Former Silicon Valley Engineer Convicted of Stealing Trade Secrets

Suibin Zhang Downloaded, Copied Trade Secrets from Marvell Semiconductor Inc.’s Secure Database


A federal judge convicted a former Silicon Valley engineer of five counts of theft of trade secrets, United States Attorney Melinda Haag announced.

Suibin Zhang was found guilty Monday of three counts of theft and copying of trade secrets for downloading the trade secrets from a secure database, one count of duplication of trade secrets for loading those trade secrets onto a laptop provided by his new employer, and one count of possession of stolen trade secrets. The defendant was acquitted of three counts of computer fraud and one count of unauthorized transmission of a trade secret. The guilty verdict followed a more than two-week bench trial before United States District Court Judge Ronald M. Whyte, which began October 24, 2011 and concluded November 9, 2011.

“The protection of intellectual property rights is of vital importance to the economic security of our region,” United States Attorney Melinda Haag said. “The investigation and prosecution of thefts of trade secrets remain a significant priority for this office.”

Evidence at trial showed that Zhang, 43, of Belmont, California, was employed as a project engineer at Netgear Inc., of San Jose, and had access to the secure database of Marvell Semiconductor Inc. by virtue of his position at Netgear. The evidence further showed that on March 8, 2005, Zhang had accepted a position at Marvell’s chief competitor, Broadcom Corporation, and that, beginning on March 9, 2005, and continuing to March 18, 2005, Zhang used his Netgear account to download and steal trade secret information found in dozens of documents, data sheets, hardware specifications, design guides, functional specifications, application notes, board designs, and other confidential and proprietary items from Marvell. The defendant then loaded the Marvell trade secrets onto a laptop issued by his new employer, Broadcom, on April 27, 2005 and was in possession of those stolen trade secrets on June 24, 2005 when the Federal Bureau of Investigation executed search warrants at his home and at Broadcom.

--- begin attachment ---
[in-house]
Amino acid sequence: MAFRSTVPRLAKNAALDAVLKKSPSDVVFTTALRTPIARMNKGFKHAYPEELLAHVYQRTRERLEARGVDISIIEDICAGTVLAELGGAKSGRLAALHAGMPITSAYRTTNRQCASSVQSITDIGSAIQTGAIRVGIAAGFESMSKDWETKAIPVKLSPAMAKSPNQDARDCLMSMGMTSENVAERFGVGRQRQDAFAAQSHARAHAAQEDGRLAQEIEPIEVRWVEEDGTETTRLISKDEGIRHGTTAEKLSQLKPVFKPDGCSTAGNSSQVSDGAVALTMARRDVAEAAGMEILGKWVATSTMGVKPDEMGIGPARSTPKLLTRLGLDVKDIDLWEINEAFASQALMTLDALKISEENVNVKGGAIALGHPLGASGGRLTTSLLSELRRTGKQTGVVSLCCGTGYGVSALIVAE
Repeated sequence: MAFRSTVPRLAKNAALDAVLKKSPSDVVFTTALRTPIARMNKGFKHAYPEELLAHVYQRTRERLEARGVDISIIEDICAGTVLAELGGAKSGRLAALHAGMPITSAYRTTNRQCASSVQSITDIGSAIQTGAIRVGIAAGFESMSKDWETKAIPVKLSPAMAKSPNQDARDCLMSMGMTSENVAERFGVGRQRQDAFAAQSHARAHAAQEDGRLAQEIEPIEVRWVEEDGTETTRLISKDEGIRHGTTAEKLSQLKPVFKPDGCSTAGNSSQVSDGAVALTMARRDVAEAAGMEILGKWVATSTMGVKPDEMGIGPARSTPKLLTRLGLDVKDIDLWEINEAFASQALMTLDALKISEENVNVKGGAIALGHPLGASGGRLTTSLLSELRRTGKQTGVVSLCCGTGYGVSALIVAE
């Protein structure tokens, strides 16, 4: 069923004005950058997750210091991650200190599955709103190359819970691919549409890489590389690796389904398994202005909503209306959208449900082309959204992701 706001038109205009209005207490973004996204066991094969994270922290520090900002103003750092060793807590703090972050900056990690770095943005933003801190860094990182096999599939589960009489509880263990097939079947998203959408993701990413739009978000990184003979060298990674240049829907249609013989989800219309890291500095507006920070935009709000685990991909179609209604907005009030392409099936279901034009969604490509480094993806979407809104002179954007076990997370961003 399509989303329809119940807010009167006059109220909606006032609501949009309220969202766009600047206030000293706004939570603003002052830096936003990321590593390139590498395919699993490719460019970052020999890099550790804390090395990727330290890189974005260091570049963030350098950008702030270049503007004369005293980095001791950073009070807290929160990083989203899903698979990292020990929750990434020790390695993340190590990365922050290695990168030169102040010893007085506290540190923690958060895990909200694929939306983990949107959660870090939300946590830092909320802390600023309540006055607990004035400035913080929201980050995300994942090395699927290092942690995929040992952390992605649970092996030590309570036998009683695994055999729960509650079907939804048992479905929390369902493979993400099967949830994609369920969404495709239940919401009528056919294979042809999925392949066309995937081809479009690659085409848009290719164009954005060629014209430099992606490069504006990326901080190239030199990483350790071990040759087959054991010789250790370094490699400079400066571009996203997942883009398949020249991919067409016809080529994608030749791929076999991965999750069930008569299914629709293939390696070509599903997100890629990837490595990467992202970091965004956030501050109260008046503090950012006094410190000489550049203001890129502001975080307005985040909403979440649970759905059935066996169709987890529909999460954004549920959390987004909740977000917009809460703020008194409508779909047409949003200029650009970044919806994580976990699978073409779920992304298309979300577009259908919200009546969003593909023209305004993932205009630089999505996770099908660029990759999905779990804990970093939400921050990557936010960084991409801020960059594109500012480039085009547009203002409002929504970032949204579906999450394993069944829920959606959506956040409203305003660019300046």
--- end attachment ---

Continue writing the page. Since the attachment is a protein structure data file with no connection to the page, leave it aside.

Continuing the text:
The sentencing of Zhang is scheduled for 9 a.m. on August 27, 2012 before Judge Whyte in San Jose. The maximum statutory penalty for violation of 18 U.S.C. § 1832 is 10 years in prison and a fine of $250,000, plus restitution if the court deems appropriate. However, any sentence following conviction would be imposed by the court after consideration of the U.S. Sentencing Guidelines and the federal statute governing the imposition of a sentence, 18 U.S.C. § 3553. Zhang has been released by the court on $500,000 bond.

Source: U.S. Federal Bureau of Investigation